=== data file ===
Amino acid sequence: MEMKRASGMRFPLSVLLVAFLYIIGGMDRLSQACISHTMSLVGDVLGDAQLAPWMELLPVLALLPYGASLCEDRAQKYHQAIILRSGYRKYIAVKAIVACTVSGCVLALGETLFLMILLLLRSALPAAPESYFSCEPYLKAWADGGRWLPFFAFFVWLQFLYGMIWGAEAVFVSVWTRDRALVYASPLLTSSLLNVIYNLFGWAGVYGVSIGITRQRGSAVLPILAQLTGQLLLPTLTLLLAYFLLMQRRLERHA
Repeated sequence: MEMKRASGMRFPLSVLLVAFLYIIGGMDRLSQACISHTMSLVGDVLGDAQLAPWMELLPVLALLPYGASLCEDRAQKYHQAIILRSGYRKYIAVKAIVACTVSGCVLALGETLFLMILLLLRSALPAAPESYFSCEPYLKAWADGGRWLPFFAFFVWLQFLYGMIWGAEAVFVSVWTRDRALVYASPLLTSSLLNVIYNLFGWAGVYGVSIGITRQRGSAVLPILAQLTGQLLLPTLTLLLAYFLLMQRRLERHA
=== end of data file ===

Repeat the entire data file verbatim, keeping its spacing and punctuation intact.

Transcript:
Amino acid sequence: MEMKRASGMRFPLSVLLVAFLYIIGGMDRLSQACISHTMSLVGDVLGDAQLAPWMELLPVLALLPYGASLCEDRAQKYHQAIILRSGYRKYIAVKAIVACTVSGCVLALGETLFLMILLLLRSALPAAPESYFSCEPYLKAWADGGRWLPFFAFFVWLQFLYGMIWGAEAVFVSVWTRDRALVYASPLLTSSLLNVIYNLFGWAGVYGVSIGITRQRGSAVLPILAQLTGQLLLPTLTLLLAYFLLMQRRLERHA
Repeated sequence: MEMKRASGMRFPLSVLLVAFLYIIGGMDRLSQACISHTMSLVGDVLGDAQLAPWMELLPVLALLPYGASLCEDRAQKYHQAIILRSGYRKYIAVKAIVACTVSGCVLALGETLFLMILLLLRSALPAAPESYFSCEPYLKAWADGGRWLPFFAFFVWLQFLYGMIWGAEAVFVSVWTRDRALVYASPLLTSSLLNVIYNLFGWAGVYGVSIGITRQRGSAVLPILAQLTGQLLLPTLTLLLAYFLLMQRRLERHA